Chapters 1 & 2 Summary Notes


Theorists and


Chapter 1


 Profile of the Young


 Theories, Theorists, &

Curriculum models

 Misconceptions

 Developmentally

Appropriate Practices

 Curriculum

Young Children

Development and Learning

Theories and Theorists (Cantron

&Allen, 1999;Taylor,1999)

 Cognitive Development


– Jean Piaget

 Sociocultural Theory

– Lev Vygotsky

 Psychodynamic

Theory (psychosocial)

-Erik Erikson

Sigmund Freud

 Behavioral Theory

– B.F. Skinner

 Multiple Intelligence

– Howard Gardner

Curriculum Models and

Developers (Catron & Allen,

1999; Taylor, 1999)

 Montessori

– Maria Montessori

 Reggio Emilia

– Loris Malaguzzi

 Bank Street

– Mitchell, Pratt &


 High reach

 High/scope




Cognitive Development Theory-

Jean Piaget (1896-1980)

 Stage 1- Sensorimotor

Four stages of (0-24months ) intellectual


 Stage 2-


(2 years to 7 years)

Emphasize first and second stage in this course

 Stage 3- Concrete


(7 years to 11 years)

 Stage 4-Formal


(11years and older)

Sensorimotor (0-24 months)

 Learning through senses

 Gaining control of body movements

 Mouthing & touching objects

 Intense listening

 Acute sense of smell

 Acute observation

 Intense exploration

Preoperational Stage (2-7yrs)

 Focus on self

Learn through senses

Difficulty with abstract thought

Lack of conservation skills

 Focus of learning through real life experiences

Instructional Techniques

 Hands-on experiences

 Concrete experience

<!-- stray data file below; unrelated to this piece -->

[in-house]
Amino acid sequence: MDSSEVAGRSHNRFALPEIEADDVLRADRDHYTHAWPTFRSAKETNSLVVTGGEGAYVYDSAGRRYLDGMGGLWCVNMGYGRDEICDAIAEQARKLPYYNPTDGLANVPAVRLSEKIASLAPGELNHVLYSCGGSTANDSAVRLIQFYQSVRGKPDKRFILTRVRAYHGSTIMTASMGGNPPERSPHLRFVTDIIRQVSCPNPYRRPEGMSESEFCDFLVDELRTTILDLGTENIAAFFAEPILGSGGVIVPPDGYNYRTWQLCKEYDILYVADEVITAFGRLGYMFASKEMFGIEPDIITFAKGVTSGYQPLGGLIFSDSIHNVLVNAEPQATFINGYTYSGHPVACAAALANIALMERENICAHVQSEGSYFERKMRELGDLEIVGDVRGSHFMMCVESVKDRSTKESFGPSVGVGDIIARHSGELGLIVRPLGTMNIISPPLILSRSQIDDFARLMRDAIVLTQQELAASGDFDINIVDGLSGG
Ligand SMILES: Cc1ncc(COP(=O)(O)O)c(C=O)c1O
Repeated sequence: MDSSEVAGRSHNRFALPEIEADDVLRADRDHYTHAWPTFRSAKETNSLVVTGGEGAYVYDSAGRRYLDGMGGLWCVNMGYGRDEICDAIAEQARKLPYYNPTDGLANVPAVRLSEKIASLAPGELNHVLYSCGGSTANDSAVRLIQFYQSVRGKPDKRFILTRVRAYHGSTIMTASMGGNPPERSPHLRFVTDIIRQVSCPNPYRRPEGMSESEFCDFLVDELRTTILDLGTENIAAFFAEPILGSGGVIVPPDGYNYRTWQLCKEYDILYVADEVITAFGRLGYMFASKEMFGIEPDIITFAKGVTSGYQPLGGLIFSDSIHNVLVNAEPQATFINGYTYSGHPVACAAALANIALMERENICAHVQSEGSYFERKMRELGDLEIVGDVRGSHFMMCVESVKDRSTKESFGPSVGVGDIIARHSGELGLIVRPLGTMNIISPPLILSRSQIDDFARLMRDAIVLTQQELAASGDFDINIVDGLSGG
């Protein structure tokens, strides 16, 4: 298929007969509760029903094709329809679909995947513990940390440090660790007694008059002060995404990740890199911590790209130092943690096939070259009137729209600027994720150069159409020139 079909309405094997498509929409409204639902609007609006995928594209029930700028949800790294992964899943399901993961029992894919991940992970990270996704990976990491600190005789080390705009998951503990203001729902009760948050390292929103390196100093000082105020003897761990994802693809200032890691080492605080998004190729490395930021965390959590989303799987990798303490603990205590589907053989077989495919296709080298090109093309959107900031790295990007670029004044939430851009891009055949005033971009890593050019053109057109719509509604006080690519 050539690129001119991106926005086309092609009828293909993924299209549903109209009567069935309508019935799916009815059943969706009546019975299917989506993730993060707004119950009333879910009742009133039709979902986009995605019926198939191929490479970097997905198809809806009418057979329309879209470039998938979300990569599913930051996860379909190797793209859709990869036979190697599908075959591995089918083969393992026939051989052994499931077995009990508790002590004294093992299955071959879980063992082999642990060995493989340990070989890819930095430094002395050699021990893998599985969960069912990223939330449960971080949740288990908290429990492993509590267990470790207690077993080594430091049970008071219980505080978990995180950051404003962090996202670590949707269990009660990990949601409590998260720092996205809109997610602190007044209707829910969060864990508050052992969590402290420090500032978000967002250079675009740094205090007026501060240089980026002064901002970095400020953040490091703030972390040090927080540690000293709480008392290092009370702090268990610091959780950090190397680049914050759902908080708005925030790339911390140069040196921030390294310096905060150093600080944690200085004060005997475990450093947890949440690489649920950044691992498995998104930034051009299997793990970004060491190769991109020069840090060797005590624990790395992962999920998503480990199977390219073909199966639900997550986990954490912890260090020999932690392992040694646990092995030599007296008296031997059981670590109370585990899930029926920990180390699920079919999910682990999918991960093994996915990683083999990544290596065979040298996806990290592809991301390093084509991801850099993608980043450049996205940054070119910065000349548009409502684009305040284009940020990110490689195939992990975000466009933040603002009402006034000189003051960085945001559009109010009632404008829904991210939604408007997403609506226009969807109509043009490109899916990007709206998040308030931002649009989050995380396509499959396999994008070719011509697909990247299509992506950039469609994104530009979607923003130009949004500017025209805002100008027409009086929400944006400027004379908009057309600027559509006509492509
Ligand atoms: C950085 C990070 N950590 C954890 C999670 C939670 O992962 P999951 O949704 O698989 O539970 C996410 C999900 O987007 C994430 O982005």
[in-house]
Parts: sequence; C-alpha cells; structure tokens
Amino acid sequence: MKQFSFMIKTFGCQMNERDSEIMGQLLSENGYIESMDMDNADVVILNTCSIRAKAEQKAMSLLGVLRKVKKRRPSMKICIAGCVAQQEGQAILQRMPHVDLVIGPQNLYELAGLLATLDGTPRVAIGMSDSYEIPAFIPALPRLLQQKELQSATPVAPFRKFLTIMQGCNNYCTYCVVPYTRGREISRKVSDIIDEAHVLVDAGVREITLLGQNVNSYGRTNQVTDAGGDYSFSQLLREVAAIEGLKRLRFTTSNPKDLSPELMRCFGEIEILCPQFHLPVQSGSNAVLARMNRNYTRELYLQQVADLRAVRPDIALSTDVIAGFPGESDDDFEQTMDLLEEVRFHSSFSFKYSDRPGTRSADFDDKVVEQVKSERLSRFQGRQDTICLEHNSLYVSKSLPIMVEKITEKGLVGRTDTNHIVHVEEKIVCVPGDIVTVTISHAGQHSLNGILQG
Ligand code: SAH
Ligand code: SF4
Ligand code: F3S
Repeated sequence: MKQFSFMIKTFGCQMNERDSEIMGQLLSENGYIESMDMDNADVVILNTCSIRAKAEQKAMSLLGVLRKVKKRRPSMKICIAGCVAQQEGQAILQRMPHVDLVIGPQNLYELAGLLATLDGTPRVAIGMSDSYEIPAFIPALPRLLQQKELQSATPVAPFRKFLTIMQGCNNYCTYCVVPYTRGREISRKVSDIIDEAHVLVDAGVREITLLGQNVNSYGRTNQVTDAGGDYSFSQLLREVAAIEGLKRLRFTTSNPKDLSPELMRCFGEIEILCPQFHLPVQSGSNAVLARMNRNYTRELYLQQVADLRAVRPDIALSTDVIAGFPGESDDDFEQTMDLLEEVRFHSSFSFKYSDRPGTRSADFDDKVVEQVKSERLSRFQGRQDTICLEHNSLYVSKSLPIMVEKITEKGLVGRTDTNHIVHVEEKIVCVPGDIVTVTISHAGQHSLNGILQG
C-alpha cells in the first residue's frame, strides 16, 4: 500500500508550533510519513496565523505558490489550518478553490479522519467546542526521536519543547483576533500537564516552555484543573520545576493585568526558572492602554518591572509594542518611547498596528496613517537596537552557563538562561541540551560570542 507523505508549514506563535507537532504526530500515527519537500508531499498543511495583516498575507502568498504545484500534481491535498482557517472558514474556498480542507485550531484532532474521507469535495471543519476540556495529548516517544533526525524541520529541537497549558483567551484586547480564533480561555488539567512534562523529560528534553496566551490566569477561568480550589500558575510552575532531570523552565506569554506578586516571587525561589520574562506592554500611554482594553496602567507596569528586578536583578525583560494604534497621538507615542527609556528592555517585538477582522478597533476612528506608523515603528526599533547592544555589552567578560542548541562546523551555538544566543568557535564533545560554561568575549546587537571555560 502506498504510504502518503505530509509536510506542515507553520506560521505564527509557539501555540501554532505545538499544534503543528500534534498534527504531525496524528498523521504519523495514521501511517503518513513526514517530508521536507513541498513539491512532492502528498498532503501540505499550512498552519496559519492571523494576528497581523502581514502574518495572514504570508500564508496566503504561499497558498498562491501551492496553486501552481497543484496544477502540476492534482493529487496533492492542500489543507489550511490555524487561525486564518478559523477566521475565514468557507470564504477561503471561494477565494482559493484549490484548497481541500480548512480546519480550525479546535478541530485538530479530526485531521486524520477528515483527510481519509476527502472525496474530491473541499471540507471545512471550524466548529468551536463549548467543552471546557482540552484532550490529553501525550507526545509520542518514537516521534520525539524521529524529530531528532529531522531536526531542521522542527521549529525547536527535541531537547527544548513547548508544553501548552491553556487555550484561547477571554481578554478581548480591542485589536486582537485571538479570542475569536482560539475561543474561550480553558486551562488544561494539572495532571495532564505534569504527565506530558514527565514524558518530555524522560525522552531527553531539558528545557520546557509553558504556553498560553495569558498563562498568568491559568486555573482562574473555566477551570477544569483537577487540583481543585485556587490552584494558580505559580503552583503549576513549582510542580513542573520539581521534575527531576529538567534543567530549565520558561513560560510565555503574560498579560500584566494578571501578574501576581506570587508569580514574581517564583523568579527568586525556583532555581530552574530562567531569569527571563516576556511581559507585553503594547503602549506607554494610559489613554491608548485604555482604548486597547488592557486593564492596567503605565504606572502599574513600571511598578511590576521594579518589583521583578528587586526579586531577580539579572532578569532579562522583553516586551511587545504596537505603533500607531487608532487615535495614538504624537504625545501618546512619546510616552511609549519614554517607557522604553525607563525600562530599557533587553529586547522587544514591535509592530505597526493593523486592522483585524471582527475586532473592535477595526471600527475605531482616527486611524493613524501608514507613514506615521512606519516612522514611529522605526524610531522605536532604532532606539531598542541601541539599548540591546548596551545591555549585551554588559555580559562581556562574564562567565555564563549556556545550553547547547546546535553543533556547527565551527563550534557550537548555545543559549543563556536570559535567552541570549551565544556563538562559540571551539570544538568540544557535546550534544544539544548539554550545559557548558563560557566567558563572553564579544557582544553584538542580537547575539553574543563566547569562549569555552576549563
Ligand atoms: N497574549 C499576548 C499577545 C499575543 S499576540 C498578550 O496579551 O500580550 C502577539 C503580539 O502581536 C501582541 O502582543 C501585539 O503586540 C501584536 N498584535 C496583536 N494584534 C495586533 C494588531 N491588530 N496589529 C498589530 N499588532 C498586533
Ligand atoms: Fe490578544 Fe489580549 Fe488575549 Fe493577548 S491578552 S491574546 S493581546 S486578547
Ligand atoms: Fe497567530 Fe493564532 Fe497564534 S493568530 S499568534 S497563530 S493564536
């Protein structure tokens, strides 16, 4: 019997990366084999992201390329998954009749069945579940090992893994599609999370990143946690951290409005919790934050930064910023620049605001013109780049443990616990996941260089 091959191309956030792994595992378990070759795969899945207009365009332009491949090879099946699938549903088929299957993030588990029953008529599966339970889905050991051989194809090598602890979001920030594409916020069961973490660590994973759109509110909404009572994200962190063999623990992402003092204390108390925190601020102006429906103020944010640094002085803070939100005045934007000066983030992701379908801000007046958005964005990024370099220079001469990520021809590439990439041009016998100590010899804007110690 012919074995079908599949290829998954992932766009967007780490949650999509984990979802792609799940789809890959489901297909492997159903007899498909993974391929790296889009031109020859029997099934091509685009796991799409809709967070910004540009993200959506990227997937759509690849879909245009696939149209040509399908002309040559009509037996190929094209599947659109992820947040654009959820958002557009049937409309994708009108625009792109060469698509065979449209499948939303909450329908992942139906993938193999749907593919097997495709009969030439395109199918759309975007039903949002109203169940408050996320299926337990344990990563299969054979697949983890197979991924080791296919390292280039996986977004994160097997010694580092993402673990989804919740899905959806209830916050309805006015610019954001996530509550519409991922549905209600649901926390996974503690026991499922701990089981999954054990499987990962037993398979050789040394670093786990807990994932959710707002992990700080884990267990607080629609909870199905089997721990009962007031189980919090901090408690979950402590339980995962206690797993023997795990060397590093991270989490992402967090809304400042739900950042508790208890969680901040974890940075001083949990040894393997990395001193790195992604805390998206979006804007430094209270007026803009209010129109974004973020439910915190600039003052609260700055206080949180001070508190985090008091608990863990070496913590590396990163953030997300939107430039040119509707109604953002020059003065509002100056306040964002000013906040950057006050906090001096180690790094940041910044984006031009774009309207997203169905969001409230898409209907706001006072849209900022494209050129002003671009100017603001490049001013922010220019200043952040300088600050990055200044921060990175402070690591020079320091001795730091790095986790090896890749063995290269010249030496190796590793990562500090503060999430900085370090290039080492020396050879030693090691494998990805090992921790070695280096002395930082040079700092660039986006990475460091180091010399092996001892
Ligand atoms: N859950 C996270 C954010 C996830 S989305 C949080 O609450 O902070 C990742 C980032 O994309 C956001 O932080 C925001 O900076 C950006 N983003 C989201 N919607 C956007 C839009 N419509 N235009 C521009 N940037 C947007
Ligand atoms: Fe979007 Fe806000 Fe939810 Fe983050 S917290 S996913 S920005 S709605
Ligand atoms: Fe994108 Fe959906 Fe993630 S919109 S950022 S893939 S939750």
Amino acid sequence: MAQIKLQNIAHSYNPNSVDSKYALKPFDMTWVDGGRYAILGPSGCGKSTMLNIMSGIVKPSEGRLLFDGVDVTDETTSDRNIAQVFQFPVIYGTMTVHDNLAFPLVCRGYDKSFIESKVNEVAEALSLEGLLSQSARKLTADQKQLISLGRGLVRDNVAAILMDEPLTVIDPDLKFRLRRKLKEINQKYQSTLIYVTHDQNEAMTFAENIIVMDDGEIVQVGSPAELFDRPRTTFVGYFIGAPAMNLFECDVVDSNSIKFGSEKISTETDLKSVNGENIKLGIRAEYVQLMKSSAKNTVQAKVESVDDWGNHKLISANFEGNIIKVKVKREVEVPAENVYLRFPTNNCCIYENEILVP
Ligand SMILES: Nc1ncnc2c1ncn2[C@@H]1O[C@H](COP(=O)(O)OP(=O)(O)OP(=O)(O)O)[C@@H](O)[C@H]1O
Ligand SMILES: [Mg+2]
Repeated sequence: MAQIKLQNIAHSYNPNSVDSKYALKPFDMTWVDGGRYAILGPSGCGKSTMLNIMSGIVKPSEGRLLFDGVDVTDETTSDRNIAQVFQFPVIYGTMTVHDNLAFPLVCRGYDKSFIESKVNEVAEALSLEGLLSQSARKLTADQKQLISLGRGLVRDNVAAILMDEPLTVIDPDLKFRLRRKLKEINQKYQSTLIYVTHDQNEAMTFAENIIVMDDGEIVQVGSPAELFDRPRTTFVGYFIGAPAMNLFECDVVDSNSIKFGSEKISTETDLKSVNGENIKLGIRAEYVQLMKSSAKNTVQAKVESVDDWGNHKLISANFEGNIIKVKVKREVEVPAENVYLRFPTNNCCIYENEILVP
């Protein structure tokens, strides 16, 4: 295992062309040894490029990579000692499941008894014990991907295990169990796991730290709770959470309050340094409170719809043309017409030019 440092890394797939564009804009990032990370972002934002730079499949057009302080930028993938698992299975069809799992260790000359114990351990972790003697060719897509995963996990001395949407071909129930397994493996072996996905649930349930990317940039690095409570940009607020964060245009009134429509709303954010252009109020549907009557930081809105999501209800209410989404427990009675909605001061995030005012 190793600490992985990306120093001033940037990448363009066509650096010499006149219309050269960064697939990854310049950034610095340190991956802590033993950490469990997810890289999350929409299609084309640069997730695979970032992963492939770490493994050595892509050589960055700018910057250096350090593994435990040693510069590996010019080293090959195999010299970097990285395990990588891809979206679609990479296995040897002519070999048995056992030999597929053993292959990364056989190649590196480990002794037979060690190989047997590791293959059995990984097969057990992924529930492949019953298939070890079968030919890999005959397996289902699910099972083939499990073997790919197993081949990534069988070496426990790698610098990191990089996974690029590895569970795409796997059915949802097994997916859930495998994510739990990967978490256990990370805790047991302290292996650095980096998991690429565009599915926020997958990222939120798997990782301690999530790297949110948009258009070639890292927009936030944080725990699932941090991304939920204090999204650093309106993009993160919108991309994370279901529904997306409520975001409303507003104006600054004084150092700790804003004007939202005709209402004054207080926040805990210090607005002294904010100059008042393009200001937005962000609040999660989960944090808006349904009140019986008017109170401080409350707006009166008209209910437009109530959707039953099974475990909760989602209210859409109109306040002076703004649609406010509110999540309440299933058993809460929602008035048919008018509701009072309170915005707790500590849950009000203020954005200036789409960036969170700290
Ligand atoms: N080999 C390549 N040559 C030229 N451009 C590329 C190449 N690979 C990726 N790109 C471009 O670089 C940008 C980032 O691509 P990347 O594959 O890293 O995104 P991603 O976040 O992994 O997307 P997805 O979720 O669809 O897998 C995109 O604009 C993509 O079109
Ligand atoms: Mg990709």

 during instruction

Age appropriate and challenging activities

 High/Scope

 Creative Play

 Play is important in intellectual development

 Child primary influence in knowledge

Sociocultural Theory-Lev


 Influence of society and culture on

– child’s development

– Language

– Higher order thinking skills

– Play and environment

 Zone of proximal development

 Scaffolding

Psychosocial Theory-Erik


 Extension of

Sigmund Freud-id, ego, superego

 Eight stages of psychosocial development

Trust vs mistrust

– (0-1yr)

Autonomy vs shame and doubt

– (1-3yrs)

Inititative vs guilt

– (3-6yrs)

Industry vs. inferiority

– (7-11yrs)

 Identity vs. role confusion

– (adolescence)

Others page 4 in text

Key Concepts


 Early development of good work habits

 Child takes initiative

Intrinsic rewards

Develop confidence in child

 Praise attempts than final outcomes

 Play as mastery over situations

Behavioral Theory


 Objective observable principles influence behavior

Operant conditioning

Child is “conditioned” through consequences, reinforcement and punishment


 Self correcting toys and materials

 Personal care/hygiene

 Children choose materials

 Intrinsic rewards and motivation

 Prepared environment

 Humility

 Individualism

 Children are

– Self directed

– Self-disciplined

– independent

Reggio Emilia

 Children learn from children about children

Aesthetic aspects of curriculum

Children’s ideas are priority

Use of child’s natural language

 Constructivist view


 Negativism

 Children are like adults

 Children learn best when sitting and listening

 Children learn according to rules

Fast pace is better that further explanation

Child’s IQ can be increased by parents and teachers

Developmentally Appropriate

Practices (DAP) and

Developmentally Inappropriate

Practices (DIP)

Developmentally Appropriate


– Coined by NAEYC

– Traditional approaches to teaching young children


Misconceptions about DAP

 right vs wrong

 Prior knowledge is eliminated

 Unstructured classes

 Meets needs of certain children

 Fad

 Watered down curriculum


 Include all areas of development

(cognitive, physical, social etc)

 Exploration of materials

 Outdoor/indoor activities

 Interaction with others (adults and children)

Real world experiences

Child’s view

 active play and quiet-restful periods

Curriculum should meet the needs of children not children meeting the needs of the curriculum



Teacher Environments

 Training


– Participation in Professional organizations

Code of Ethics